Photo: U.S. Ambassador to Bahrain Adam Ereli (fourth from left) and other U.S. and Bahraini officials begin a $580 million military construction project during a groundbreaking ceremony at Mina Salman Port.  (U.S. Navy photo by Mass Communication Specialist 1st Class Eric Brown/RELEASED)

A billion dollars from the federal government could go a long way toward revitalizing America’s aging infrastructure.  It could provide housing or better water and sewer systems.  It could enhance a transportation network or develop an urban waterfront.  It could provide local jobs.  It could do any or all of these things.  And, in fact, it did.  It just happened to be in the Middle East, not the United States.
The Pentagon awarded $667.2 million in contracts in 2012, and more than $1 billion during Barack Obama’s first term in office for construction projects in largely autocratic Middle Eastern nations, according to figures provided to me by the U.S. Army Corps of Engineers - Middle East District.  (More than $178 million in similar funding is already anticipated for 2013.)
For more on the Mid-East building boom of the Obama years, check out my latest article here.
Photo: U.S. Ambassador to Bahrain Adam Ereli (fourth from left) and other U.S. and Bahraini officials begin a $580 million military construction project during a groundbreaking ceremony at Mina Salman Port.  (U.S. Navy photo by Mass Communication Specialist 1st Class Eric Brown)

A billion dollars from the federal government could go a long way toward revitalizing America’s aging infrastructure.  It could provide housing or better water and sewer systems.  It could enhance a transportation network or develop an urban waterfront.  It could provide local jobs.  It could do any or all of these things.  And, in fact, it did.  It just happened to be in the Middle East, not the United States.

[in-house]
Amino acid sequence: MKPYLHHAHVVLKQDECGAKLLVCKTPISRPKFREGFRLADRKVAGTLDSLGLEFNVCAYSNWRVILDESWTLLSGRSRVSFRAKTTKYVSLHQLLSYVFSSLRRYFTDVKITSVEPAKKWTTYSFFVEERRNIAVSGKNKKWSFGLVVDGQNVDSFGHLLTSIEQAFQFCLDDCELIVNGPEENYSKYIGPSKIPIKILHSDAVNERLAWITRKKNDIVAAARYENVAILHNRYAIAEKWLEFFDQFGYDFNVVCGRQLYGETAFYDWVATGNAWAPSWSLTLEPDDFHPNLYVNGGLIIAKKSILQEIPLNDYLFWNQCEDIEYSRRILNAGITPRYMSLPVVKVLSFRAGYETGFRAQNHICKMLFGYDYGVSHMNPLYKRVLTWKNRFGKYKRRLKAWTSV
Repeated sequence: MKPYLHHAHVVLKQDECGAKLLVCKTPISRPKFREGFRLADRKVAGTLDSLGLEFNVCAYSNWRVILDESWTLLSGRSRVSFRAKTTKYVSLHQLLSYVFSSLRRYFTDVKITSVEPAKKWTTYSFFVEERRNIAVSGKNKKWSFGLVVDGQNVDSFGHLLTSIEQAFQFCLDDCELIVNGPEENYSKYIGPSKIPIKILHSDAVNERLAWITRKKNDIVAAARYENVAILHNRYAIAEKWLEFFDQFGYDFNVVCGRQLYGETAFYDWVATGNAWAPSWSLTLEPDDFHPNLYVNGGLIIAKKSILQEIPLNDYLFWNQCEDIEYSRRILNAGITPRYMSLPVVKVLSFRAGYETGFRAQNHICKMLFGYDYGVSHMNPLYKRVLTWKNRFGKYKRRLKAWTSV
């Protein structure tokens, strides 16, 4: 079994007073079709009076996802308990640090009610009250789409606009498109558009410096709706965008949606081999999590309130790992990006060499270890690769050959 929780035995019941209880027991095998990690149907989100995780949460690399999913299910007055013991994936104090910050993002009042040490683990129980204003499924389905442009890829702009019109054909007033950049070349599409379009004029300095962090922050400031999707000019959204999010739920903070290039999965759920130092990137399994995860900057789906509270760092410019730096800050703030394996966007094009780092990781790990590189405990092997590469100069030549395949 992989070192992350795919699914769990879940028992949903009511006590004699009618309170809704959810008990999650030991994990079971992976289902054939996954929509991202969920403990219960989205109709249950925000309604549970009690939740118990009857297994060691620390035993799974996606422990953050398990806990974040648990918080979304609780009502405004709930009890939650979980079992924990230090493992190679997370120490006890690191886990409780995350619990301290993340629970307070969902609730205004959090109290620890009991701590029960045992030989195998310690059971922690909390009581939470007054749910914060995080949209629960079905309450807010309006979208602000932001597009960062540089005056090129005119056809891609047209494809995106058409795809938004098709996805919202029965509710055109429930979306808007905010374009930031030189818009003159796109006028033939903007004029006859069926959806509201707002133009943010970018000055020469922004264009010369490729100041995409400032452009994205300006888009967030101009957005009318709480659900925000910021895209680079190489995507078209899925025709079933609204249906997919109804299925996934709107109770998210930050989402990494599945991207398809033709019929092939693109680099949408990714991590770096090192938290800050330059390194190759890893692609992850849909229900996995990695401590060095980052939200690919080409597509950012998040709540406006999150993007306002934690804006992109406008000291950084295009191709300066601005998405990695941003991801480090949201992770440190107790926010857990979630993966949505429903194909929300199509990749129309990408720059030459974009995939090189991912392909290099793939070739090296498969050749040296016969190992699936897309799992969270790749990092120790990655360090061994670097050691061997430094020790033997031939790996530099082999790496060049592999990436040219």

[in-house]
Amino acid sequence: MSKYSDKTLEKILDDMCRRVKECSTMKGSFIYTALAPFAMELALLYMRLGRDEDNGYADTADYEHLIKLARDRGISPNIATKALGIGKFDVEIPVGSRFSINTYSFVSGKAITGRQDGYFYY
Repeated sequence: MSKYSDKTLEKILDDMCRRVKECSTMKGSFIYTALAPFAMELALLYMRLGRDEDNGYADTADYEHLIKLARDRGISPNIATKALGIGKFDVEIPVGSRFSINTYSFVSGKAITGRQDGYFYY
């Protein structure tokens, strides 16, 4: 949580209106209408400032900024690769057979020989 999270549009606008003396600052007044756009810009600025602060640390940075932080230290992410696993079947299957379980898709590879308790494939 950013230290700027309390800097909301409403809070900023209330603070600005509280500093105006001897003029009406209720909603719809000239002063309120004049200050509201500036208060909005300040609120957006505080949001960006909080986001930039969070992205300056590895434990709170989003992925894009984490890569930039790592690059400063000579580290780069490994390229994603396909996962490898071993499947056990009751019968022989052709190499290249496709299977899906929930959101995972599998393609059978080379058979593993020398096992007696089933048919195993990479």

The Pentagon awarded $667.2 million in contracts in 2012, and more than $1 billion during Barack Obama’s first term in office for construction projects in largely autocratic Middle Eastern nations, according to figures provided to me by the U.S. Army Corps of Engineers - Middle East District.  (More than $178 million in similar funding is already anticipated for 2013.)

For more on the Mid-East building boom of the Obama years, check out my latest article here.

Photo: U.S. Ambassador to Bahrain Adam Ereli (fourth from left) and other U.S. and Bahraini officials begin a $580 million military construction project during a groundbreaking ceremony at Mina Salman Port.  (U.S. Navy photo by Mass Communication Specialist 1st Class Eric Brown)